Interpreter: an ‘innocuous’ profession?
As I read Vargas Llosa's latest book, The Bad Girl (La niña mala), I wondered if Robert Burns was right when he wrote: "O wad some Power the giftie gie us, To see oursel's as others see us!" [i]
Conference Interpreters are often misrepresented in literature and in motion pictures. They are portrayed either as remarkable individuals (The Interpreter by Sydney Pollack), or as pathetic parrots who merely repeat words in another language. Neither of these extremes really corresponds to our day-to-day experience, perhaps simply because the interpreter is merely used as the pretext for a good story. It is unfortunate however that an astute, intelligent and renowned writer and politician like Vargas Llosa portrays our profession in such inaccurate or even contemptuous terms. Could he be settling some personal quarrel?
For those who haven't read the novel, Ricardo is Peruvian, a decent fellow, somewhat of a sentimental simpleton who becomes a translator, then self-appointed interpreter and is totally infatuated with a cynical, greedy and unscrupulous will-o'-the-wisp, the Bad Girl (la niña mala). Their chance meetings take place in London, Tokyo, Madrid and Paris, somewhat facilitated by the ‘innocuous' profession of the book's hero who can travel to his fancy, earn enough money and get time off whenever he likes. [ii] The amorous suitor even accepts poorly paid conferences in England for the simple pleasure of being closer to his ‘Bad Girl' [iii].
The ‘Good boy', el niño bueno, had studied French and English in school and after some language study settled down in Paris as a translator. He then took night classes to become an interpreter while studying Russian on the side. At the end of this brief course of study he announces that he "knew enough to be a good interpreter because he knew the vocabulary although without necessarily understanding the meaning"[iv] ! He starts interpreting from Russian while still studying, admitting that his mastery of the language is not as good as that of his other languages. He admits that he is only vaguely interested in current events and is totally immune to the fascination for the intellectuals of the day such as Barthes, Lacan, Derrida, Deleuze and others who are the talk of the town. [v]. Getting another colleague to replace him for half days enables him to while away the time in more pleasant pursuit. [vi] Yet this very same exceptional professional complains that it is so hard to get his first contracts as an interpreter because "this is a tighter network than that of translators, and the professional associations, real mafias, admit new members sparingly." [vii]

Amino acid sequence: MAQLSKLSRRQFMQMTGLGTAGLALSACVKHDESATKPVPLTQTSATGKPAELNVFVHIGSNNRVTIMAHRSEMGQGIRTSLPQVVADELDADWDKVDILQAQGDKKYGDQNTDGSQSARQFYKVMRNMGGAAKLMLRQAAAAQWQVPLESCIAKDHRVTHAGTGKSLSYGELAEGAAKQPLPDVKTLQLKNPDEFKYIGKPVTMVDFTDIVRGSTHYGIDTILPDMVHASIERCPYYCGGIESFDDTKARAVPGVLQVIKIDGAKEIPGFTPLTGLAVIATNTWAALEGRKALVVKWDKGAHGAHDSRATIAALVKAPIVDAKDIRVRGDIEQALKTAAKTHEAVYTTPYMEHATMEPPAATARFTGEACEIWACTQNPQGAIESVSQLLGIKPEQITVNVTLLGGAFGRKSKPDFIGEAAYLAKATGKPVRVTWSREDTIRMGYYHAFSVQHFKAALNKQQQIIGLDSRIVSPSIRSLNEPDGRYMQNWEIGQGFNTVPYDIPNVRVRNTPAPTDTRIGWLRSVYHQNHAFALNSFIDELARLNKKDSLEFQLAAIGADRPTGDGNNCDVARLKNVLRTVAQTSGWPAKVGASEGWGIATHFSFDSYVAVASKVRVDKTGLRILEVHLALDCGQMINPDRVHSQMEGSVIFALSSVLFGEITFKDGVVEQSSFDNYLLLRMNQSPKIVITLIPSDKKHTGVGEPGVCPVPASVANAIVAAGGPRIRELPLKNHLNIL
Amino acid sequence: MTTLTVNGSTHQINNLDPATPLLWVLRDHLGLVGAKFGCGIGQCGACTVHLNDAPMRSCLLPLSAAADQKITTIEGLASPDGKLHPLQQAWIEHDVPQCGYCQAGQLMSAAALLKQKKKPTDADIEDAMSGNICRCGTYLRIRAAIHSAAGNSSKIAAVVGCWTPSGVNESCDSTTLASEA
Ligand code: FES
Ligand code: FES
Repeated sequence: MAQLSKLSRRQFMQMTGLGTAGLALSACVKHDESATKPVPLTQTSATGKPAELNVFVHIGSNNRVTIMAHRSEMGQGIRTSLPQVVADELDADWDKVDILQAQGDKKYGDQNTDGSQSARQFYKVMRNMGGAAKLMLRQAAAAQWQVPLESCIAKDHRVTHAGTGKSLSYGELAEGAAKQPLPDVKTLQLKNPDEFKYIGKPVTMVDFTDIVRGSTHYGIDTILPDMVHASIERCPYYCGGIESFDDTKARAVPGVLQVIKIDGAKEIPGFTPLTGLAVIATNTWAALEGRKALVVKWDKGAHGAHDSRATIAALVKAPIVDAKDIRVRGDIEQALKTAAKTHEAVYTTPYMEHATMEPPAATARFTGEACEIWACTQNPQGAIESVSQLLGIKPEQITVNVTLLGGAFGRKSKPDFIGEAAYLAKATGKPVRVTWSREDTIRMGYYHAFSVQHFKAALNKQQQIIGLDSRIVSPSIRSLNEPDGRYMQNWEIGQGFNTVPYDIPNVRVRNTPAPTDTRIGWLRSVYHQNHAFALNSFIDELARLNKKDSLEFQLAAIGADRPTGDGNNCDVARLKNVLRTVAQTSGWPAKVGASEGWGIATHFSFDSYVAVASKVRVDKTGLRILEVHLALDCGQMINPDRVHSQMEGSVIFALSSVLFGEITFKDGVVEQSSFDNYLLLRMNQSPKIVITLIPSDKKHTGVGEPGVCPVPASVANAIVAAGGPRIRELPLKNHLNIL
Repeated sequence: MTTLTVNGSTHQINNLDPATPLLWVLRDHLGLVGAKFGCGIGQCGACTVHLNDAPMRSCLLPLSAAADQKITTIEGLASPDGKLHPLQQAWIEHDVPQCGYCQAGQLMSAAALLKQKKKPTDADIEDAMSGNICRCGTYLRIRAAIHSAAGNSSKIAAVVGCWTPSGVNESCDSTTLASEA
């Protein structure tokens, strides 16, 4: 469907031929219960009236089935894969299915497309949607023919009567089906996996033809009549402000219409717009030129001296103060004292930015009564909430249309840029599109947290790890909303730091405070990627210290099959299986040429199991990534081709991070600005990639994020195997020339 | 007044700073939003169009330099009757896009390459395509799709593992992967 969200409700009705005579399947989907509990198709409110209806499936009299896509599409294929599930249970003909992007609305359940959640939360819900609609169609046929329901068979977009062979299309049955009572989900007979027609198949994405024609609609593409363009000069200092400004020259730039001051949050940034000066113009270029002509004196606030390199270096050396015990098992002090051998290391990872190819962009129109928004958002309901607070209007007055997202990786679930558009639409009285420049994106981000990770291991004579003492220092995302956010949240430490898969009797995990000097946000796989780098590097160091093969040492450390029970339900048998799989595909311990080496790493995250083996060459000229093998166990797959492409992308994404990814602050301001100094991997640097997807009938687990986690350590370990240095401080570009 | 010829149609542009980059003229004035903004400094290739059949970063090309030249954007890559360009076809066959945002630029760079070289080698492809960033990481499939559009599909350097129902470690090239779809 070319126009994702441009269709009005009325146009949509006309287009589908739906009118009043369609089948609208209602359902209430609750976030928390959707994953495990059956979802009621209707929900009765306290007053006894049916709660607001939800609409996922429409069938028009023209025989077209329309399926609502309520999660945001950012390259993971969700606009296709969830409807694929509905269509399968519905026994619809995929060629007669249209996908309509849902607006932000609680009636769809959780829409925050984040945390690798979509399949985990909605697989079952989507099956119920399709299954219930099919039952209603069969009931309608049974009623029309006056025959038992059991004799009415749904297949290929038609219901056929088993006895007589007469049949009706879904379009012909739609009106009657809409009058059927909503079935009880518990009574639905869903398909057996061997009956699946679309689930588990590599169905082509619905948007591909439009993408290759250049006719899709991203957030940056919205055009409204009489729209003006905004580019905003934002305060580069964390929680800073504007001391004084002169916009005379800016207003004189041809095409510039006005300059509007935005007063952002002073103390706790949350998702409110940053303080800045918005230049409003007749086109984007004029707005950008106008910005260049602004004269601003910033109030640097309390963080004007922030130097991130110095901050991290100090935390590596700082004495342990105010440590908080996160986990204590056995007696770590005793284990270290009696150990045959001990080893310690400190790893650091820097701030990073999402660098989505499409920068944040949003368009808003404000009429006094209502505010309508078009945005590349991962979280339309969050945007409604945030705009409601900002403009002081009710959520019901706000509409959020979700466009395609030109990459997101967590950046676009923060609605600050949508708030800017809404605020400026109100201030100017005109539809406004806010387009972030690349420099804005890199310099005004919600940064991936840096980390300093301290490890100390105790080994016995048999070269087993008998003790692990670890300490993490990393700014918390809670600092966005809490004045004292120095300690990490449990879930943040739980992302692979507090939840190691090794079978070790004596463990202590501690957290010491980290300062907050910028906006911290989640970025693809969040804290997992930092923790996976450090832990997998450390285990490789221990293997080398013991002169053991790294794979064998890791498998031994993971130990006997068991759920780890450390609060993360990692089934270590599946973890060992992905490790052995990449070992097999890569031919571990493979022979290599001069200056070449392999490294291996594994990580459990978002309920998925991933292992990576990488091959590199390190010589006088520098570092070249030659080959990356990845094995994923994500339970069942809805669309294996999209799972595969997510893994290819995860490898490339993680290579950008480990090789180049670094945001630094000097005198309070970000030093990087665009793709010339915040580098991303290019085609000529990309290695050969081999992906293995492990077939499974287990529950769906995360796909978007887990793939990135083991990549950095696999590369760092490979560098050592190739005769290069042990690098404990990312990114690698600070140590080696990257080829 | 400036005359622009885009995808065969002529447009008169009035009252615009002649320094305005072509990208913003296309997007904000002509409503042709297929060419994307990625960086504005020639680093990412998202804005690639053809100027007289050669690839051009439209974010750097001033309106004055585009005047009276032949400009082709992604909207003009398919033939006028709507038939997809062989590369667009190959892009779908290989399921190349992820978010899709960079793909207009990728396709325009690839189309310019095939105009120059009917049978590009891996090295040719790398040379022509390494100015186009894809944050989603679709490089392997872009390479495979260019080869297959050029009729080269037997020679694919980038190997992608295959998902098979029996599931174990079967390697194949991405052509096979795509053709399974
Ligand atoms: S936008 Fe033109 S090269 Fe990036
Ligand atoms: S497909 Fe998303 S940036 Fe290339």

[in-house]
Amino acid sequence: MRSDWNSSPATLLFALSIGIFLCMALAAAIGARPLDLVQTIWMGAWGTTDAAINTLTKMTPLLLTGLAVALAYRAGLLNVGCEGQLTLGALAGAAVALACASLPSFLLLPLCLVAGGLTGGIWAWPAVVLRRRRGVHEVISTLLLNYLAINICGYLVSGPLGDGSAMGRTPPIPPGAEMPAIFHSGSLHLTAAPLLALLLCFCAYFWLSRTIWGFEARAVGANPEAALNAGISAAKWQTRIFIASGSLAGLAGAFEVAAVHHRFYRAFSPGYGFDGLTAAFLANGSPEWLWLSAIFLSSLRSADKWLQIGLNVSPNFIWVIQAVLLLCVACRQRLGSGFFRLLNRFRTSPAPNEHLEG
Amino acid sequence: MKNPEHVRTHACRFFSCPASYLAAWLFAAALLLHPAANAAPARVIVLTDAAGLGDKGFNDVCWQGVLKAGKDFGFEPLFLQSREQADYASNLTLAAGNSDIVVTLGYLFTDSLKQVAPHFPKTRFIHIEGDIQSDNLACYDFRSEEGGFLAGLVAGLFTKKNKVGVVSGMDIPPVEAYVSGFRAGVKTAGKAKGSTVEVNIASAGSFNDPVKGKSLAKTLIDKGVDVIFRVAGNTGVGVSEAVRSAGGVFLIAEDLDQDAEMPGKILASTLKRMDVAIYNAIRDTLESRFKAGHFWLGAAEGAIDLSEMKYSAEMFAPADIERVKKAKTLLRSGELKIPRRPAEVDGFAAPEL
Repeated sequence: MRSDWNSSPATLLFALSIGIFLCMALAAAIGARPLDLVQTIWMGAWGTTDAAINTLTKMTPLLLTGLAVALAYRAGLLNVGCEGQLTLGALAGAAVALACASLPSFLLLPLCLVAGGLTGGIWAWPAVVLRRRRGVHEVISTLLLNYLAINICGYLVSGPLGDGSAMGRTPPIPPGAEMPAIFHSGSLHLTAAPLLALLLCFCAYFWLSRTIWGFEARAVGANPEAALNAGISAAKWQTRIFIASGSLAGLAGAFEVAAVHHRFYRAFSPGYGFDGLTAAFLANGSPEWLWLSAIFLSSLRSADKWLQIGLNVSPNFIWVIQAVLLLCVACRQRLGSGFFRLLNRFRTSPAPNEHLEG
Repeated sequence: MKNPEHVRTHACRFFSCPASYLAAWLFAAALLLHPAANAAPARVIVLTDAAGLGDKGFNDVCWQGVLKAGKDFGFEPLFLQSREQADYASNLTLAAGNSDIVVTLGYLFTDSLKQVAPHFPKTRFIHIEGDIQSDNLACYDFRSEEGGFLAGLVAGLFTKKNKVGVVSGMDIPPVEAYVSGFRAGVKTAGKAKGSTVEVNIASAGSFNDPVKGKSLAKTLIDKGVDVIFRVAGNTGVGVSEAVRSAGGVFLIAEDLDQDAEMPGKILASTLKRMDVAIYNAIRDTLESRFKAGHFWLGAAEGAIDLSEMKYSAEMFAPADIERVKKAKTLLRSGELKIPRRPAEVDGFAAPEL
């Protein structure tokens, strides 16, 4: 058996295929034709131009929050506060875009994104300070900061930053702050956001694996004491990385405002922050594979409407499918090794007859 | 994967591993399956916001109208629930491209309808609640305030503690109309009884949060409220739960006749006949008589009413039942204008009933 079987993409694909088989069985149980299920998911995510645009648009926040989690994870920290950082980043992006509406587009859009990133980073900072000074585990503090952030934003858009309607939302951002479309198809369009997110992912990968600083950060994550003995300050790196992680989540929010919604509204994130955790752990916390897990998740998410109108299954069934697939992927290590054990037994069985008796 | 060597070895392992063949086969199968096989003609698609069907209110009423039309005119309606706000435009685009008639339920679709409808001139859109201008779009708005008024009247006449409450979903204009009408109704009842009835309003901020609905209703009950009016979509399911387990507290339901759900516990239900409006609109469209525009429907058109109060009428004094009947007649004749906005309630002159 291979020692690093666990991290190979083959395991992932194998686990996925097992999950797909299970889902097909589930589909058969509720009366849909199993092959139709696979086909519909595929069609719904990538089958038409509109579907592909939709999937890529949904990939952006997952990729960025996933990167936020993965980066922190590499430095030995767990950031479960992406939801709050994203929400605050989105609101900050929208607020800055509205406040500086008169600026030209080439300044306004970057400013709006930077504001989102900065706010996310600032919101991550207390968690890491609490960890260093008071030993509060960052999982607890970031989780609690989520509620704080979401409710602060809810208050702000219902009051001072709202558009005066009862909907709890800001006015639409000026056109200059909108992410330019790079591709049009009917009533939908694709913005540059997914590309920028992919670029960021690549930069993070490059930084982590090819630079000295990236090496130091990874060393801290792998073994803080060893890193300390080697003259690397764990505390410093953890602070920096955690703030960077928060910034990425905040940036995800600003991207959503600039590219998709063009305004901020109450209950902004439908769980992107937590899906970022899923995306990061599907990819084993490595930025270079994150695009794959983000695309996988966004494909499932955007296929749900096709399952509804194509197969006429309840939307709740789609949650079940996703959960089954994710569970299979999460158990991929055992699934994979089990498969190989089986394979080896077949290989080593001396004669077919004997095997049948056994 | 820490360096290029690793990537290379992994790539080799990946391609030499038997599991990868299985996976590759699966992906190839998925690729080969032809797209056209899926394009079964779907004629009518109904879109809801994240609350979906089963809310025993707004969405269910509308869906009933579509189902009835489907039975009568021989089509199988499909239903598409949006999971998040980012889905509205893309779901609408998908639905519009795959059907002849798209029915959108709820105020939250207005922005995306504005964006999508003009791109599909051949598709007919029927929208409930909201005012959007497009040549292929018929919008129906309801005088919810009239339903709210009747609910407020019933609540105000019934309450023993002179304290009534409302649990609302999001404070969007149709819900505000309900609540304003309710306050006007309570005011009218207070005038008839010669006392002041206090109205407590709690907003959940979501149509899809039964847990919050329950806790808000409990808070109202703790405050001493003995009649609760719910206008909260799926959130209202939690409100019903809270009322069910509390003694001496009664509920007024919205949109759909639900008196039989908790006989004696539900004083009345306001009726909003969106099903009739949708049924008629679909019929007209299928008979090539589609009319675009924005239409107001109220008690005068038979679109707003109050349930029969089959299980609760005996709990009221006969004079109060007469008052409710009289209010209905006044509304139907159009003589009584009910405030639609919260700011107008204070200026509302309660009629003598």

We professional conference interpreters know how difficult it is to learn a foreign language. Each language is complex and evolves continually thus making the mastery of a foreign language an endless task. But it is especially because a language is not just a concatenation of words but rather an entire universe of culture, history, customs and idiosyncrasies. Contrary to what many people may think, we never just translate words but rather the underlying meaning in relationship to a context, which requires the understanding of a set of cultural references. Good interpretation requires understanding the discourse and transposing it into another linguistic universe. That is exactly the difference between true professionals and those who call themselves interpreters but really aren't qualified. Contrary to Vargas Llosa's hero, professionals keep up on current events and take a keen interest in major trends the world around. This insatiable intellectual curiosity is a source of pleasure as is the exercise of our profession. We are neither suffering from frustration nor unsuccessful writers; we are motivated by a love of language and communication.
The reader wonders why the novelist has one of the characters say that interpreters are totally useless although at least they do no harm: "Contrary to other professions where you can inflict major damage to the species, like doctors and lawyers not to mention architects and politicians, interpreters are totally innocuous." [viii]
Our profession, which has existed since time immemorial, is presented as negligible and yet the primary characteristic of human beings is to communicate. Such communication would be impossible without the ‘dragomans'. The accused in International Criminal Tribunals - who entrust their fate to interpreters - the doctors who receive training through videoconferences interpreted live, the heads of state who negotiate with our help, rarely consider us superfluous.
As for the role of professional associations, it is far more positive than Vargas Llosa implies. AIIC negotiates working conditions and remuneration with international organisations thereby sparing colleagues the fate that Vargas Llosa refers to for some literary translators who, for the translation of Ivan Bounin "are paid just enough to buy a couple of cappuccinos!"[ix] AIIC defines strict and demanding admission criteria and in so doing guarantees the professional skills and code of conduct of its members. This is a guarantee both for members and for the users of professional interpretation. Someday, Mr. Vargas Llosa, when you are awarded the Nobel Prize for literature, it might just be in your interest that the pichiruchi in the interpretation booth be an AIIC member.
English version by Julia Delille-Gomory. [i] The Louse, Robert Burns (see previous use of quote in this article by Phil Smith)
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